black logo

red logo1

It appears the relationship ended by the 60’s and Woolworth’s changed their entire packaging to bubble packs and got away from any wooden style lures.

Below are the styles of lures I have collected and the code numbers associated with them. One of the things that makes these fun to collect is that Woolworth’s used the same code #’s that Creek Chub and Paw Paw used on their lures!

Sure Lures (Paw Paw)
3 Hookers
3304 red white
3301 perch
3307 pikie
3306 Silver Scale
3312 silver flash
900 Series
904 red white
901 perch
906 Silver Scale
907 Pikie
912 Silver Flash
6300 Series
6304 red white
6301 perch
6306 Silver Scale
6307 Pike
6312 silver flash
Bass Oreno
4404 red white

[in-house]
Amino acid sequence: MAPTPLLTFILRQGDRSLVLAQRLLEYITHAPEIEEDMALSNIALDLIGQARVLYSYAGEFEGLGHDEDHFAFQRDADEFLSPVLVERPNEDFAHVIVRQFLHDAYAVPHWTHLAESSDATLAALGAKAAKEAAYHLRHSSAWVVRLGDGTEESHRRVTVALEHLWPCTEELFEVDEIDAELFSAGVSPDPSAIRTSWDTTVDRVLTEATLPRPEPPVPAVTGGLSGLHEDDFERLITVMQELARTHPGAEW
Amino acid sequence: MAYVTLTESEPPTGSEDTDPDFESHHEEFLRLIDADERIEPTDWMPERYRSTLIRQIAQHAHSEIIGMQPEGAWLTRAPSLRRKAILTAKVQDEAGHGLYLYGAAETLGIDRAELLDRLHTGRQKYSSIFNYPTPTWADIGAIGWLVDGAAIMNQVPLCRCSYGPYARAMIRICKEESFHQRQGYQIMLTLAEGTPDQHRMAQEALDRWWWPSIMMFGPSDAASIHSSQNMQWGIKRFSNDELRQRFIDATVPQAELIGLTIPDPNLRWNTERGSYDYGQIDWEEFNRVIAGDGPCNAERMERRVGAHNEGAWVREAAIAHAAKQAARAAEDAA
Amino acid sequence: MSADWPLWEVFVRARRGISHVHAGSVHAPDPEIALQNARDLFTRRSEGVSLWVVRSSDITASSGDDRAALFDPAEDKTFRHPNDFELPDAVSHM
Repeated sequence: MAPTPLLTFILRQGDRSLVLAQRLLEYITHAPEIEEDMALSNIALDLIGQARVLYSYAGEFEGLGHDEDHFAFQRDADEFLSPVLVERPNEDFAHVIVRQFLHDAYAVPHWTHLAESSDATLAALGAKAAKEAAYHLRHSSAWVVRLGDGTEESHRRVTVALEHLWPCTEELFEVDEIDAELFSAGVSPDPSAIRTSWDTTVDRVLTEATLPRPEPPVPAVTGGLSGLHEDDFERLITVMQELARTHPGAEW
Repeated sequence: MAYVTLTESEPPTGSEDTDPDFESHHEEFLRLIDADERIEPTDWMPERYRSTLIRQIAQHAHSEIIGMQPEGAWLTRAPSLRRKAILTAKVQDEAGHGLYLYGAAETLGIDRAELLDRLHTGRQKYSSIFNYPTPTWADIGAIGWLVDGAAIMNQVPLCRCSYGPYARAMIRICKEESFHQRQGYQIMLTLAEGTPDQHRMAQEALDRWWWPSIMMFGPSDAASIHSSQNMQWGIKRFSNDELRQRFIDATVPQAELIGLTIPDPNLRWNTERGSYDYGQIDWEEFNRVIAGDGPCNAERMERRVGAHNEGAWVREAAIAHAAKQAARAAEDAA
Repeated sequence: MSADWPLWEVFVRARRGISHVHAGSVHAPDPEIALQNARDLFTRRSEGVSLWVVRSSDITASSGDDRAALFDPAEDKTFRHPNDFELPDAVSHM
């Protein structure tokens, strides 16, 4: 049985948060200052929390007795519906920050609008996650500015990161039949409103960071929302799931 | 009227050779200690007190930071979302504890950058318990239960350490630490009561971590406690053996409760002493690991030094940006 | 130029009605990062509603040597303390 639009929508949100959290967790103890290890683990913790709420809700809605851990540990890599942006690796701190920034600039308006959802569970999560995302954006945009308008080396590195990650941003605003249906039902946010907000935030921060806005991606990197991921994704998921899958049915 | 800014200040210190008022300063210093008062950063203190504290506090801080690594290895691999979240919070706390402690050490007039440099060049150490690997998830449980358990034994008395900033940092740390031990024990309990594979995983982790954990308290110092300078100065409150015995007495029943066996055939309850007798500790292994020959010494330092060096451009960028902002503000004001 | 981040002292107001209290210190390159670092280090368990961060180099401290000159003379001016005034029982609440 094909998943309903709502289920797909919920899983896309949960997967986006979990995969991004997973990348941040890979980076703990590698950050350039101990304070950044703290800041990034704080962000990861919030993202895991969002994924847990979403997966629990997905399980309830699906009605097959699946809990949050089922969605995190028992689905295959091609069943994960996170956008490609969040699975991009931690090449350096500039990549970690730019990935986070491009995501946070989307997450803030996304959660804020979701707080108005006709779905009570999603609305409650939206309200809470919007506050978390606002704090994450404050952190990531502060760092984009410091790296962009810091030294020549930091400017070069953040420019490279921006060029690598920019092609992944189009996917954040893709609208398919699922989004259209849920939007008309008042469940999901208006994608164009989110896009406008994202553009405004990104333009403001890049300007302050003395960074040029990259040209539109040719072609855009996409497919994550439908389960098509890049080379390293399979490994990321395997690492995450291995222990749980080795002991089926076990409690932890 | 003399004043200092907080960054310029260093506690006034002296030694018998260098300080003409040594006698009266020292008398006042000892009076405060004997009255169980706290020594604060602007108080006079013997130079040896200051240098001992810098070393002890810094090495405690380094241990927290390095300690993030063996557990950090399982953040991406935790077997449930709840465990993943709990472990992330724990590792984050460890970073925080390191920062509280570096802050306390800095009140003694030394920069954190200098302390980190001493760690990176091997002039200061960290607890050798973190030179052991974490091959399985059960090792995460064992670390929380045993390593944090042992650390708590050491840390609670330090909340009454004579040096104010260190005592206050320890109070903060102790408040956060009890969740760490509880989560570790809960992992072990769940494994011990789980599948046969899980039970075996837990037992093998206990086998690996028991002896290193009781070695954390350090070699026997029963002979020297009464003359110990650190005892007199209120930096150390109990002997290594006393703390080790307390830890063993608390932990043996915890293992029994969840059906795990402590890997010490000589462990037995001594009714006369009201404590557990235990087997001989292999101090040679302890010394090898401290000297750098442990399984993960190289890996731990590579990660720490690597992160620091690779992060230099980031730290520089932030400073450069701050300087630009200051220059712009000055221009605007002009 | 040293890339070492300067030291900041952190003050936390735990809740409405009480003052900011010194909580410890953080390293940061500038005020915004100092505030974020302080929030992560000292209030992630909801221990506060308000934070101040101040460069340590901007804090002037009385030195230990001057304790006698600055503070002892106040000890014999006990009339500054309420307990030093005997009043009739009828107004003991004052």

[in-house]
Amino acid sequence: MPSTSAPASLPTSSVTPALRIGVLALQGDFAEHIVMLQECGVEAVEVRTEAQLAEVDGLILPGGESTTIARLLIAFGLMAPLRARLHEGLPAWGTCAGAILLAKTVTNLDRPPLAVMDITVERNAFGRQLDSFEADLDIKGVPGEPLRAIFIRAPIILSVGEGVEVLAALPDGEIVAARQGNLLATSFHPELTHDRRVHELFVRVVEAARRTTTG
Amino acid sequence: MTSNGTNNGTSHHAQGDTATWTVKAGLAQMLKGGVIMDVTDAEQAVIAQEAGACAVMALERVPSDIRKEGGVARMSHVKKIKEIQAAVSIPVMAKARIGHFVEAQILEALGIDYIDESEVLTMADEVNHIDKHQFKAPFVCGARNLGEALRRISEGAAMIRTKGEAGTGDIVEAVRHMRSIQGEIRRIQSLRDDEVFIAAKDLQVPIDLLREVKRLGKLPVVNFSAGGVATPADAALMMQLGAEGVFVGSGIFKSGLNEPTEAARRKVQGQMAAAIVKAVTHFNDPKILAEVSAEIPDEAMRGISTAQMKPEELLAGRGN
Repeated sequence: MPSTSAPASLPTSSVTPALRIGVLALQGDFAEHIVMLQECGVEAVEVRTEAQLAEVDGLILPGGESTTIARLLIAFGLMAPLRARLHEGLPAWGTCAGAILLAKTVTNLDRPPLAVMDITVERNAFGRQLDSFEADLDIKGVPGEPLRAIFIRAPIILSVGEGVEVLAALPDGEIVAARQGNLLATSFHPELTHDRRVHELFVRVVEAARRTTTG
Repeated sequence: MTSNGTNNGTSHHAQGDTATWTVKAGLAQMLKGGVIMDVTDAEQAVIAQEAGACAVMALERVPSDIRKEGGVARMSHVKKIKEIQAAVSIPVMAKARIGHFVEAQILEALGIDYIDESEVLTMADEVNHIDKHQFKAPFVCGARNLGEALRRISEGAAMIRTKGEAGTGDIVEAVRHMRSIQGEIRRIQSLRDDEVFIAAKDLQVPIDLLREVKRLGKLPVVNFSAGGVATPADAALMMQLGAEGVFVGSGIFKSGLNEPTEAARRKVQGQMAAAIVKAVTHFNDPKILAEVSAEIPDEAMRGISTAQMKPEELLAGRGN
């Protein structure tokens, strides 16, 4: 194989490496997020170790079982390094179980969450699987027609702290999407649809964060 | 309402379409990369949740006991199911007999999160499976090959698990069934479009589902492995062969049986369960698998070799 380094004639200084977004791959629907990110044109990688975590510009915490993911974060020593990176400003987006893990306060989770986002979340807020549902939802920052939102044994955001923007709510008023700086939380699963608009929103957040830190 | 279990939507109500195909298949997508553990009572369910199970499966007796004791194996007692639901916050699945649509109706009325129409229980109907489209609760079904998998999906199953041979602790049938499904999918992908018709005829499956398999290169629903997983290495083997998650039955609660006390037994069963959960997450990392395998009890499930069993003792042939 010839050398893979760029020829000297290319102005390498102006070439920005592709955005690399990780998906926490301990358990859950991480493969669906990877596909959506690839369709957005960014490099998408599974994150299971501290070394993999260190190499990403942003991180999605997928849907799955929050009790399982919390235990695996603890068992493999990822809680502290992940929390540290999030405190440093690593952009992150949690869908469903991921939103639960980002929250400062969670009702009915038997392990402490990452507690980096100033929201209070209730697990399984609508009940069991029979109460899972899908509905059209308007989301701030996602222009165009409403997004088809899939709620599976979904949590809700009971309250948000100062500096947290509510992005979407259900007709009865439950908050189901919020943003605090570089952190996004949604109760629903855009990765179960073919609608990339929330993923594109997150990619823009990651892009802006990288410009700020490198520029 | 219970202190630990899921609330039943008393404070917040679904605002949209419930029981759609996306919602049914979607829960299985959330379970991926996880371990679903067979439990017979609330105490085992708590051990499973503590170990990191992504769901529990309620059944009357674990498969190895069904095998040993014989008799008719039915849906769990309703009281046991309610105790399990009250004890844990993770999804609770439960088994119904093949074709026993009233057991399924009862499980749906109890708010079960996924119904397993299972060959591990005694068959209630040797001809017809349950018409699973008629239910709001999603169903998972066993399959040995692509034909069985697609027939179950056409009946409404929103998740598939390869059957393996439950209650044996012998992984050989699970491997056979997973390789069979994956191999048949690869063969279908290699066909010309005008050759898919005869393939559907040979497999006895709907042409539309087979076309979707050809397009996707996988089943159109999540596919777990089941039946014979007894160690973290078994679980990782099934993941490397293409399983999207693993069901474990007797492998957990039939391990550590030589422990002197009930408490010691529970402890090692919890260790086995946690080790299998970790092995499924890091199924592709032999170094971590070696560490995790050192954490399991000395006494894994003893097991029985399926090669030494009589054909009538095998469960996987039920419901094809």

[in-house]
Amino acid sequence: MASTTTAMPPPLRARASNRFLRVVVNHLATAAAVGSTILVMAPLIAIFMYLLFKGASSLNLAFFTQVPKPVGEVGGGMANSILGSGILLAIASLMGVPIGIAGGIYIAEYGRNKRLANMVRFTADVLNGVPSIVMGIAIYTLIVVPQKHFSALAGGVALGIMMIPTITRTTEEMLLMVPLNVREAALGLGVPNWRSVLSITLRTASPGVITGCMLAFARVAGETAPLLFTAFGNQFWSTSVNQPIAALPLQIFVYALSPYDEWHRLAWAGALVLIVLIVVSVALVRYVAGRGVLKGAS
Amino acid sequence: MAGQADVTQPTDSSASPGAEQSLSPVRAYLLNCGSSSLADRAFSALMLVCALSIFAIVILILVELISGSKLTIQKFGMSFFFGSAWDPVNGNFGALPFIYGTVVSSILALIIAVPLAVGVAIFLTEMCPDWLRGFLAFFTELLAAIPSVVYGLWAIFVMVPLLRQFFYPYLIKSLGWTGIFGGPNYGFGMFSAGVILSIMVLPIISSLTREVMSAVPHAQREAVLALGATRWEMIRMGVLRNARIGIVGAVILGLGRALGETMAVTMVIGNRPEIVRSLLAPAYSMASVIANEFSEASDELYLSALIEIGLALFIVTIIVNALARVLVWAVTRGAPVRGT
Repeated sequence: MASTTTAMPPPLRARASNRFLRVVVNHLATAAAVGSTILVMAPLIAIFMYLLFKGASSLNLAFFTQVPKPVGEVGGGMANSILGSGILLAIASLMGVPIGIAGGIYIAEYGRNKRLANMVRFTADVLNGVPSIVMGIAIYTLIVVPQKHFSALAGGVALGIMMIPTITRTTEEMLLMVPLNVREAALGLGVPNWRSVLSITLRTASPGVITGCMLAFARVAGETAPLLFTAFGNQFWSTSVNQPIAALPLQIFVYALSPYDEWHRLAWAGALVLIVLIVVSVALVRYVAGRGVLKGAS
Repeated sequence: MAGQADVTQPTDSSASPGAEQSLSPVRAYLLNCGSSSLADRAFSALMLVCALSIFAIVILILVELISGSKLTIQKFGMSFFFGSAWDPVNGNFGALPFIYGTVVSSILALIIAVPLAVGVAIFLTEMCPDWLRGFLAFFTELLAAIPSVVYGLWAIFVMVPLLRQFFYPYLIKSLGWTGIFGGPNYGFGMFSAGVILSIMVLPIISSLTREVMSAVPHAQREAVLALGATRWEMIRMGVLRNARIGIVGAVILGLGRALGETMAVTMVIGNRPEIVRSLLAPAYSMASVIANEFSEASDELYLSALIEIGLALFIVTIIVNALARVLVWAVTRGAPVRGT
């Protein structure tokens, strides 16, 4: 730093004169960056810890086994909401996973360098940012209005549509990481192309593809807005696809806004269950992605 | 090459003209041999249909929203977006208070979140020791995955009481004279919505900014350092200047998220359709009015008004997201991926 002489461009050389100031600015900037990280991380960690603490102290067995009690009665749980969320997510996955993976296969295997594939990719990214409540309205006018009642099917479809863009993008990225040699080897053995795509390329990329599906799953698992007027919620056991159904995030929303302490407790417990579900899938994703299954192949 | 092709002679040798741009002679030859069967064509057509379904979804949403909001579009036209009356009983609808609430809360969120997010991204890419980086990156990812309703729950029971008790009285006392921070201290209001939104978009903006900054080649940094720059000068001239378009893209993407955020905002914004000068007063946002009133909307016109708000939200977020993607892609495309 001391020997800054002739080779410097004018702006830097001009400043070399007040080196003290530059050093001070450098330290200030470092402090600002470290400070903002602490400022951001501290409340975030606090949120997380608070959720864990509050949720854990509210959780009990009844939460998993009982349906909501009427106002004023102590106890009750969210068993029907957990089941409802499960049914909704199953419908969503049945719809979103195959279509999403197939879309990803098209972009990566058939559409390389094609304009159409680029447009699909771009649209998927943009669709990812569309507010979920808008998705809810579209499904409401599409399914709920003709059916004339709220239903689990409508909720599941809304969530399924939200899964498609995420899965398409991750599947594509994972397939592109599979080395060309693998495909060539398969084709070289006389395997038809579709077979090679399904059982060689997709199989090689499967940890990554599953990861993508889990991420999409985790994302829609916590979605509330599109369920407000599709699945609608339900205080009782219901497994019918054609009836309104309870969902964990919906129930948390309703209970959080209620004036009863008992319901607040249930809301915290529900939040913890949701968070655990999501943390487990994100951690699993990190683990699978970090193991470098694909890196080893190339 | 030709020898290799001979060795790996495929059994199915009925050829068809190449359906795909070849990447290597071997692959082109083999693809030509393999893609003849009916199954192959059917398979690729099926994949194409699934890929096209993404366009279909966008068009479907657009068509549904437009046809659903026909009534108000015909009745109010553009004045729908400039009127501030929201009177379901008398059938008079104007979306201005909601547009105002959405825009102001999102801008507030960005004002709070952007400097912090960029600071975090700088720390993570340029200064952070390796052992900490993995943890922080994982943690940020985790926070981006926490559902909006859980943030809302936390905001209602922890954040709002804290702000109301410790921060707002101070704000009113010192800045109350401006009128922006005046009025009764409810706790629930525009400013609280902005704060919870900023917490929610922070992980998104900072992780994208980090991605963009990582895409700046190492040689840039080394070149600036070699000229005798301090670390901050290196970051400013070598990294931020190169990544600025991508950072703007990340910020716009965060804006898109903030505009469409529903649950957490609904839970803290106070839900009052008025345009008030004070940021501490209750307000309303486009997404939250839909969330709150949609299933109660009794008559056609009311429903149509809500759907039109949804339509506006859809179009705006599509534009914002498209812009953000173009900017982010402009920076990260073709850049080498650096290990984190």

4401 Perch
4406 Silver Scale
4407 Pikie
4412 silver flash
2 5/8 Mouse
4644 red white
Surf Oreno
3204 red white
3201 Perch
3206 Silver Scale
3207 pikie
3212 Silver Flash
Baby Bass Oreno
4204 red white
4201 Perch
4206 Silver Scale
4207 Pikie
4212 Silver Flash
Pikie
1604 red white
1601 Perch
1606 Silver Scale
1607 Pikie
1612 Silver Flash
Jtd Pikie
2104 red white
2101 Perch
2106 Silver Scale
2107 Pikie
2112 Silver Flash
9300 Series Lippy Joe
9301 Perch
9307 Pikie

 

Sure Lures (Shur Strike)

Heddon Runt

HR-2      Red/White

Injured Minnow

IM-2      Red/White

IM-1YP Yellow Perch